Finding the Perfect Ski Boot; No, it’s not impossible
Anyone who has ever skied can tell you that ski boots ain’t no slippers. In fact, pain from ski boots can make people dread a nice day out on the slopes. Often people think the solution to their boot woes is to simply get a larger size; a mistake that often makes things worse. Fear not, we are here to explain six simple tips that will help you in finding the perfect ski boot.
1. Don’t Go A Size Big…
Many people attribute their bruised shins and lost toe nails to their boots being just too small. You may be surprised to find out that pretty much half of the people who walk in our shop are in a boot that is AT LEAST a size too BIG.
We will blame this one on comfy slippers and roomy street shoes: people simply are not used to performance footwear. But you are never using those Crocs to maneuver two long pieces of wood and composite at 40 miles per hour… Your ski boots are meant to handle these intense forces and keep you in control. Extra room is just room for error, it will make skiing properly harder.
Keep in mind that new ski boots are going to pack out 5%-15%, that’s a lot! If it feels roomy now they will surely be too big within a few ski days.
2. Embrace the Tight Fit
When finding the perfect ski boot, the hurdle everyone faces is that they don’t feel all that comfortable. Well, get over it! Okay, lets make an important distinction here, tight, not painful! Like we stated above, these are not your slippers, they should feel snug and secure. Getting over the initial trauma takes just a second, but once you buckle them up (and you should always BUCKLE THE BOOT when trying them on) and bend your knee a few times they should feel much better.
Start with a shell fit to make sure you are in the right size. Grab a friend, pull out the liner and sick your foot in the shell. Wiggle those toes to the front of the boot, so that they are straight and just lightly touching. Now, bend your knee forward and have your friend feel down the back of the boot. They should be able to get about one finger behind your heel (for a performance fit) or a finger and a half (for a comfort fit). Any more room an your are going to have trouble.
3. Wear the Right Socks
Too many times we hear people wearing either thick wool socks, or in their regular ankle socks while skiing. Either way you are gonna have a bad time! As mentioned in #2, you want your boots to fit tight; if you have the proper sized boot, a thick sock will cut off circulation and actually make your feet colder due to reduced blood flow.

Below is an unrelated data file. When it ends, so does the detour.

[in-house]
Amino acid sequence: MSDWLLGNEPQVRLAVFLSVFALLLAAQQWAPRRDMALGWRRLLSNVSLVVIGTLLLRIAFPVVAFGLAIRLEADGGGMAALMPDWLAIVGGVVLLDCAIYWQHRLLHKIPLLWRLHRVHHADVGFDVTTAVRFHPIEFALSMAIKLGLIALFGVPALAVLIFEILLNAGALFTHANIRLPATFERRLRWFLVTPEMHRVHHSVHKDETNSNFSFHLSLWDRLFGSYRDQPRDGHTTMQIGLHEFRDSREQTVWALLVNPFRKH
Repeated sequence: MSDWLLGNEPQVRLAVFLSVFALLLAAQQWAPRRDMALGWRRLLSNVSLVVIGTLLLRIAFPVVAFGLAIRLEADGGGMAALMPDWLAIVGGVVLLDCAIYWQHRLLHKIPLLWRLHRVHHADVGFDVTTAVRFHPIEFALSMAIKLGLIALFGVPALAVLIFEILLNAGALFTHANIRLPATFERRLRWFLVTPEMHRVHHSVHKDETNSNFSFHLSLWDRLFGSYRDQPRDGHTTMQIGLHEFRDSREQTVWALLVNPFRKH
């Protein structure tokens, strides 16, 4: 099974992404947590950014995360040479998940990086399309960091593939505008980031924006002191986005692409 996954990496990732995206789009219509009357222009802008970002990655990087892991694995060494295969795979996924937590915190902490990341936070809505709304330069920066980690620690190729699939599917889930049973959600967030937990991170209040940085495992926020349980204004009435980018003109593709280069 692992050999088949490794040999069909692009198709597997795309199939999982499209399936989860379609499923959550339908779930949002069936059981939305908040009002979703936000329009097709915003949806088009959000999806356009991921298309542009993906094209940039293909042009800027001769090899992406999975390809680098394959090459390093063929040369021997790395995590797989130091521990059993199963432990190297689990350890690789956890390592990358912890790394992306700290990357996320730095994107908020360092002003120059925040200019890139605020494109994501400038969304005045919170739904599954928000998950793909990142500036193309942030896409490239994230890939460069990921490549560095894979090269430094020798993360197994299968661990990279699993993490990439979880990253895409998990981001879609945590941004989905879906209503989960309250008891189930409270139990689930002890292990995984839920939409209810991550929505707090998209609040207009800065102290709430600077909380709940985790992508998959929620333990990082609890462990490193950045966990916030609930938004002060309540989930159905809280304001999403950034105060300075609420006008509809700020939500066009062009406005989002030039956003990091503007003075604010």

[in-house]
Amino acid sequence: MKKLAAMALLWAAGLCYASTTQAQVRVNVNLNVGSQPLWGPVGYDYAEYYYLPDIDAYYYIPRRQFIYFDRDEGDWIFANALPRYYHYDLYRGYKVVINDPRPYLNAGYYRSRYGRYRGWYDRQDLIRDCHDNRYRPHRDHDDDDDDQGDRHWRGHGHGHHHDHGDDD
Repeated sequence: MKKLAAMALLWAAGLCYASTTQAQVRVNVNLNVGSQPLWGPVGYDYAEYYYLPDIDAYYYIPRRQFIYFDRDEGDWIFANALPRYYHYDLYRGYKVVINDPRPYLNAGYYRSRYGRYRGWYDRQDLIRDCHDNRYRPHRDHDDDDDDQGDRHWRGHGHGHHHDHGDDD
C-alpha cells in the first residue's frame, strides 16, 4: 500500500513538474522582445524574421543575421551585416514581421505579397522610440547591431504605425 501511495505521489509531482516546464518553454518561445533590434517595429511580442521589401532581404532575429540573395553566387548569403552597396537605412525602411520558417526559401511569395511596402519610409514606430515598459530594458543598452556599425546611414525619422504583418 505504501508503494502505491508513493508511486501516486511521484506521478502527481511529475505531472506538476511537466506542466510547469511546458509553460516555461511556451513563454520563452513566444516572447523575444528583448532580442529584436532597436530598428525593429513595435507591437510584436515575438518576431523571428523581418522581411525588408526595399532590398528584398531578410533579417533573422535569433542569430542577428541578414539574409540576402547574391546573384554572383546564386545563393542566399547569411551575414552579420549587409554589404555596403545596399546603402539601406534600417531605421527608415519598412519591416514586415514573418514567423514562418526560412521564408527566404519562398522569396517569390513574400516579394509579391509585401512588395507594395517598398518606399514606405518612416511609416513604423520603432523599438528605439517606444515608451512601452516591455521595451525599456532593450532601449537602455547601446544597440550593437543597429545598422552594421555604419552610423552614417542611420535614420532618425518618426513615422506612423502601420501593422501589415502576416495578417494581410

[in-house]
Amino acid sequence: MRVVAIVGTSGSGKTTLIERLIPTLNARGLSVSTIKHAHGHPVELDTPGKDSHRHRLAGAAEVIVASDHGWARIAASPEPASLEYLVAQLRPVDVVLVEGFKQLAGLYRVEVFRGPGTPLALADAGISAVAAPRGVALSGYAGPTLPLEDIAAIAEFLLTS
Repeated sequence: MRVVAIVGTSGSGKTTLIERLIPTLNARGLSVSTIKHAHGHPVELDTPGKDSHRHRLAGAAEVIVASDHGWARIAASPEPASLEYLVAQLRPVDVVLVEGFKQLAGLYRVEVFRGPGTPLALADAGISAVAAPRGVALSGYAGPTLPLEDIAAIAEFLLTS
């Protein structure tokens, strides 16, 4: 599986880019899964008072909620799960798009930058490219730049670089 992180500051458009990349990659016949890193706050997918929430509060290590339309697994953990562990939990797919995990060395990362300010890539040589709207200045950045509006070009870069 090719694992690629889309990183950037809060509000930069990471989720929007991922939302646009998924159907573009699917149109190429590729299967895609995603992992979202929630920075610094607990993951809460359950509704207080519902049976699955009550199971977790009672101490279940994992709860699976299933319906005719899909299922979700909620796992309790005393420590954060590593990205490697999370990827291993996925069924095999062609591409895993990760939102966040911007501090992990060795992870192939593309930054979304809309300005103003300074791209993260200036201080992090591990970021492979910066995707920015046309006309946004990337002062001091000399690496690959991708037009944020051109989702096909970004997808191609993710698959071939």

On the other hand, wearing normal cotton socks of any height or thickness will cause problems. When cotton becomes wet (with sweat or snow) it loses any warming properties it had. Soon your feet are cold and numb and your ski boot gets all the blame. We recommend a wool synthetic blended sock meant especially for skiing.
4. Try Lots of Boots On
Boots come in all shapes and sizes, just like your feet! Trying on lots of different boots is the only way to find a good match. Ask about the last (width) of a boot and measure the width of your foot. If you have wider feet, a really narrow race boot is going to hurt.
Look also for numbers in the name of the boot, the 130 in these Black Diamond Factor 130 Boots means they have a 130 flex, and that’s pretty high. A stiffer boot like this is going to handle better and by very responsive, but also a lot harder to get into and less comfortable overall.
Take a look at how you ski. Do you need a really narrow, really stiff boot for what you like to do?
5. Take a Lesson
Having your form down is really important if you want to be able to ski everything everywhere, but mastering form is something skiers work on their whole lives. Whether you are just starting or have been skiing for years, everyone can benefit from some instruction, and it can make your boots feel better too.
Yup, you read that correctly, being a good skier will make your boots work so much better for you. If you are prone to getting in “the back seat”, where you put lots of pressure on the tails of your skis, you need to work on your technique. Not only are you losing a lot of control, but you are ramming your toes into the front of your boot. When you ski like this, it doesn’t matter if your boots are too big or too small, you are gonna hurt your toes.
6. Go See a Pro
So after you’ve tried on lots of boots, evaluated your skiing style and technique and ensured you are wearing the proper socks, you are still having foot problems. Well, we are sorry to say this, but maybe you’re gonna need to pay a little more attention to detail.
Some people have special needs that simply aren’t going to be addressed by mass-produced ski boots. Finding a quality boot fitter can change everything for you. We always recommend our customers with more special needs go see Chris O’Conner at his shop, Inkline Foot Science. He can grind, melt and punch your boots in just the right places to accommodate your unique footprint. They also specialize in making custom orthotics footbeds and custom molded or foam injected liners.
“The trick”, Chris says, “is to start with right boot for you, and then make it the perfect boot for you. And remember, you can always make a boot a bit bigger, but its next to impossible to make it any smaller”.
If you want to check them out, Inkline is working by appointment only this winter, here is their info on Yelp.